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Born in Adelaide in 1941, Murray Bail now lives in Sydney. His fiction, which includes Eucalyptus, Holden's Performance, Homesickness and The Drover's Wife and Other Stories, has been translated into more than twenty-five languages, winning a number of major awards.
Murray Bail has been masterfully reinventing his writing for more than 30 years in short fiction, novels, criticism and art history. In The Voyage, his first novel in three years, it's fair to say he has pushed the boundaries of his fiction further than ever. This is a short, but complex, novel: a double narrative wrapped around the voyage of Frank Delage, a Sydney piano manufacturer, to Vienna, cradle of classical music, to sell his revolutionary design of piano. We're part of a bigger, more complex voyage, as Delage's musings on the long, slow return boat journey home reveal, and it's in the ramifications of that journey that the novel's focus strengthens. Because the `voyage' is no less than the meeting point between old world and new, old ideas and creative innovation from new ones (the Viennese music critic rejects Delage's piano for its lack of imperfection). It's also about the relationship between the writer and the reader (Bail more than once brings our attention to the grievances of the unappreciated artist in an increasingly commoditised culture. The Voyage is a challenging, extremely idiosyncratic novel, and it's not for everyone, but it rewards anybody seriously interested in the worth of art in our world. David Gaunt is the co-owner of Gleebooks in Sydney
'There's a lightness to Bail's writing - a gentle stealth in its
revelations - that slowly but surely brings the reader alive'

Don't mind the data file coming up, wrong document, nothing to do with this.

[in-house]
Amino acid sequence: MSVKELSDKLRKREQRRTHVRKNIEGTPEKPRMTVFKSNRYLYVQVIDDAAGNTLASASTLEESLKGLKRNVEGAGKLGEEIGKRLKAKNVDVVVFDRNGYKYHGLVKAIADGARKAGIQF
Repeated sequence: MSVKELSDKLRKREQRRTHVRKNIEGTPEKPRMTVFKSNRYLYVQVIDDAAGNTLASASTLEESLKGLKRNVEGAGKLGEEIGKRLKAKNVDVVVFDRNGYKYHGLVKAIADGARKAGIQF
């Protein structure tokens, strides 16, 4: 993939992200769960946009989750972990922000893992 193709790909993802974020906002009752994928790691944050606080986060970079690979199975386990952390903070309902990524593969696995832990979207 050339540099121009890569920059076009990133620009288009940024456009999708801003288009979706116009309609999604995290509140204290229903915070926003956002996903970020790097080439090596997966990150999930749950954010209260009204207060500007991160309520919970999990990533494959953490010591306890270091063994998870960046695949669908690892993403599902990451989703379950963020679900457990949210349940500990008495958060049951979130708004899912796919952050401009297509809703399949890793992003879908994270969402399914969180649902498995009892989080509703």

Canberra Times. * Canberra Times *
'A lustrous piece of fiction, consistently surprising and illuminating, full of mirrors and illusions, but with the abiding face of real feeling and deep truth. We won't see a finer piece of fiction in the longest while' Peter Craven, Melbourne Age. * Melbourne Age *
'His works are to be savoured for their elegant artifice ... This novel is not the sum of its preoccupations but an essentially abstract work of art: an invention in the sense that Bach and his contemporaries used the term for some of their compositions' Andrew Reimer, Sydney Morning Herald. * Sydney Morning Herald *
'Few writers anywhere in the world can match the esteemed Australian for stylistic daring ... a short but sumptuous feast' The Irish Examiner. * Irish Examiner *
'Beautiful, lyrical, elegant, musical, often surprising and wittily allusive: it is a very readable and original example of high modernism's delight in experimentation ... deserves to be Booker nominated' The Lady. * Lady *
'Curiously exciting: one reads in a permanent faint fever, on tenterhooks, never knowing quite where a sentence or a paragraph may veer off to' John Banville, The Monthly. * Monthly *
'Intelligent and shockingly funny ... vastly thought-provoking ... this masterful concoction engages, excites and perturbs with singular virtuosity' Irish Times. * Irish Times *